Sen. Cameron Henry, a Jefferson Parish Republican, said his priority “is to make sure we pass a budget that addresses all the state’s needs, but that doesn’t put us in a hole in the future.” He opposes using one-time federal cash for ongoing programs and services.

Female lawmakers are enraged by an independent report documenting widespread mishandling of sexual misconduct claims by Louisiana State University. They want to pass new requirements for responding to such allegations and secure a firing mandate for those who fail to report incidents.

“We want to ensure that this never happens again,” said Sen. Regina Barrow, the Baton Rouge Democrat whose committee has held repeated hearings on the report.

Some lawmakers will take aim at law enforcement tactics amid the national discussion about racial bias in policing, a debate that has moved close to home with allegations of improper behavior involving the Louisiana State Police.

A task force that studied the issue recommended changes to the handling of complaints against police officers, new limits on chokeholds and no-knock warrants, requirements for anti-bias training and reduction of certain legal protections for law enforcement, among other ideas.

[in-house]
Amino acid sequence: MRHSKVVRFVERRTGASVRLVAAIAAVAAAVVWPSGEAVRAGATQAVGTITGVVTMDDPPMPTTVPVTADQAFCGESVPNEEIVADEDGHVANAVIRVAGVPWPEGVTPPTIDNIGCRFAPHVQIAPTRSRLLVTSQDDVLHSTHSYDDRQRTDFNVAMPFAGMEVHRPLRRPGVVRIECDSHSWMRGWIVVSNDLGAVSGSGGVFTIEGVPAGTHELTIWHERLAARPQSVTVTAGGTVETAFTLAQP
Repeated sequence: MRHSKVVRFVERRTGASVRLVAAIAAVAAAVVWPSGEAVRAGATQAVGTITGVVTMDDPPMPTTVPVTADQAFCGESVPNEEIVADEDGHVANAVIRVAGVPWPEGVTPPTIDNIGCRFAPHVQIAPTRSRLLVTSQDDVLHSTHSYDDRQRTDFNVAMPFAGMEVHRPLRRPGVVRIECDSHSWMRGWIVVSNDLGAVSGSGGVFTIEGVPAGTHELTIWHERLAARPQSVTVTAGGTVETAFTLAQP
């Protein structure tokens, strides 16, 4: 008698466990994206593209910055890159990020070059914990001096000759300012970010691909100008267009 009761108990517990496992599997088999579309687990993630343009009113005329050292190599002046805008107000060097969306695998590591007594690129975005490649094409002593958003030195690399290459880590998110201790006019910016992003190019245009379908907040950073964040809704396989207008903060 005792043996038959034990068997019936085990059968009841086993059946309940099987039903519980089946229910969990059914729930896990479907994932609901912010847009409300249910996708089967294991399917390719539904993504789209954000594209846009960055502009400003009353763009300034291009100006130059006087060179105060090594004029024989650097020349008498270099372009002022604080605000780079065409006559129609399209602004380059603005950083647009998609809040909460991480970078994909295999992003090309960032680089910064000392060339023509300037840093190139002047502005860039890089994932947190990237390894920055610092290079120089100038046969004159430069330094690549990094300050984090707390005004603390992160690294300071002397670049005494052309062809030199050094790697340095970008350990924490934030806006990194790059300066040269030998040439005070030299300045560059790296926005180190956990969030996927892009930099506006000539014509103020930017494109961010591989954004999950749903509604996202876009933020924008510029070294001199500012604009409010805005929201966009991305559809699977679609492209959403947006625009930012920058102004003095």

“We have local issues that we could point to that highlight the need to make these changes. Nobody can run from those,” said Baton Rouge Rep. Ted James, a Democrat who leads the Legislative Black Caucus.

The session must end by June 10.

Other debates will involve legalizing recreational marijuana use, loosening gun laws, raising the minimum wage, redesigning Louisiana’s election system and banning transgender girls from competing on girls’ sports teams in schools. Lawmakers also will try to hash out regulations for sports betting, after most parishes authorized the activity.

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Follow Melinda Deslatte on Twitter at http://twitter.com/melindadeslatte.